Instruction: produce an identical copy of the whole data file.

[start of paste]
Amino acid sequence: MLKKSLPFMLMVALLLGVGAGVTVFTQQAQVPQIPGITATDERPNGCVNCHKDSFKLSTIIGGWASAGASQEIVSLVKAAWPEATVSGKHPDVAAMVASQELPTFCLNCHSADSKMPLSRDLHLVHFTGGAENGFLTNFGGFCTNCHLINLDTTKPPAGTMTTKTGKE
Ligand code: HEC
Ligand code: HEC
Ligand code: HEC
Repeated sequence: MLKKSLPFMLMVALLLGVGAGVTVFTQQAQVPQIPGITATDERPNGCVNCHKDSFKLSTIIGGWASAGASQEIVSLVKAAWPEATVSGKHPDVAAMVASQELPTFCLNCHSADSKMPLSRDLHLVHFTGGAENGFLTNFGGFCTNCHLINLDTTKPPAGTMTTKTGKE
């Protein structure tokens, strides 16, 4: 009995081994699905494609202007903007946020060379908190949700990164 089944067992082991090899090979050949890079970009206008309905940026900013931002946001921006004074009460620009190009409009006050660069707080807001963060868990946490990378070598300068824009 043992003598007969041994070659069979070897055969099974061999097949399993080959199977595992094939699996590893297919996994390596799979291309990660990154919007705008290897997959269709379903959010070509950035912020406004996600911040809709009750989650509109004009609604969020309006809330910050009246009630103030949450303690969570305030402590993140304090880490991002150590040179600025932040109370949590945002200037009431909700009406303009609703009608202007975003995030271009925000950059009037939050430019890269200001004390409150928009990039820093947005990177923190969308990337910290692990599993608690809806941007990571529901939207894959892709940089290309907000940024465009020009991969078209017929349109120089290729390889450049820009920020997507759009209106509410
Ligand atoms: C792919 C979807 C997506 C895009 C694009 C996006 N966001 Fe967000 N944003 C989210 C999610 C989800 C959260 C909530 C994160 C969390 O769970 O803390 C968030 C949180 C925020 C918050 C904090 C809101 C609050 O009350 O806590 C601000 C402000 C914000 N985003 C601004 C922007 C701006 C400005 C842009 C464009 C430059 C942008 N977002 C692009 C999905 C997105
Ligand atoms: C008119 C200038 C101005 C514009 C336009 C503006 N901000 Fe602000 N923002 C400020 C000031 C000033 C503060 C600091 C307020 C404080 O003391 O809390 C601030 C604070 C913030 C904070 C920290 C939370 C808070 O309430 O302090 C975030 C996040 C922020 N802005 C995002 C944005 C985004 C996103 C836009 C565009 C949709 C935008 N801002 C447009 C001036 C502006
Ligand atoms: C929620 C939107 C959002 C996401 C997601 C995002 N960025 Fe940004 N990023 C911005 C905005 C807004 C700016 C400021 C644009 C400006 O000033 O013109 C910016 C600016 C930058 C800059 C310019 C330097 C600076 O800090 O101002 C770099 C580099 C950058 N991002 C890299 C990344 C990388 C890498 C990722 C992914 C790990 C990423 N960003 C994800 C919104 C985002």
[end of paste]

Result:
Amino acid sequence: MLKKSLPFMLMVALLLGVGAGVTVFTQQAQVPQIPGITATDERPNGCVNCHKDSFKLSTIIGGWASAGASQEIVSLVKAAWPEATVSGKHPDVAAMVASQELPTFCLNCHSADSKMPLSRDLHLVHFTGGAENGFLTNFGGFCTNCHLINLDTTKPPAGTMTTKTGKE
Ligand code: HEC
Ligand code: HEC
Ligand code: HEC
Repeated sequence: MLKKSLPFMLMVALLLGVGAGVTVFTQQAQVPQIPGITATDERPNGCVNCHKDSFKLSTIIGGWASAGASQEIVSLVKAAWPEATVSGKHPDVAAMVASQELPTFCLNCHSADSKMPLSRDLHLVHFTGGAENGFLTNFGGFCTNCHLINLDTTKPPAGTMTTKTGKE
């Protein structure tokens, strides 16, 4: 009995081994699905494609202007903007946020060379908190949700990164 089944067992082991090899090979050949890079970009206008309905940026900013931002946001921006004074009460620009190009409009006050660069707080807001963060868990946490990378070598300068824009 043992003598007969041994070659069979070897055969099974061999097949399993080959199977595992094939699996590893297919996994390596799979291309990660990154919007705008290897997959269709379903959010070509950035912020406004996600911040809709009750989650509109004009609604969020309006809330910050009246009630103030949450303690969570305030402590993140304090880490991002150590040179600025932040109370949590945002200037009431909700009406303009609703009608202007975003995030271009925000950059009037939050430019890269200001004390409150928009990039820093947005990177923190969308990337910290692990599993608690809806941007990571529901939207894959892709940089290309907000940024465009020009991969078209017929349109120089290729390889450049820009920020997507759009209106509410
Ligand atoms: C792919 C979807 C997506 C895009 C694009 C996006 N966001 Fe967000 N944003 C989210 C999610 C989800 C959260 C909530 C994160 C969390 O769970 O803390 C968030 C949180 C925020 C918050 C904090 C809101 C609050 O009350 O806590 C601000 C402000 C914000 N985003 C601004 C922007 C701006 C400005 C842009 C464009 C430059 C942008 N977002 C692009 C999905 C997105
Ligand atoms: C008119 C200038 C101005 C514009 C336009 C503006 N901000 Fe602000 N923002 C400020 C000031 C000033 C503060 C600091 C307020 C404080 O003391 O809390 C601030 C604070 C913030 C904070 C920290 C939370 C808070 O309430 O302090 C975030 C996040 C922020 N802005 C995002 C944005 C985004 C996103 C836009 C565009 C949709 C935008 N801002 C447009 C001036 C502006
Ligand atoms: C929620 C939107 C959002 C996401 C997601 C995002 N960025 Fe940004 N990023 C911005 C905005 C807004 C700016 C400021 C644009 C400006 O000033 O013109 C910016 C600016 C930058 C800059 C310019 C330097 C600076 O800090 O101002 C770099 C580099 C950058 N991002 C890299 C990344 C990388 C890498 C990722 C992914 C790990 C990423 N960003 C994800 C919104 C985002």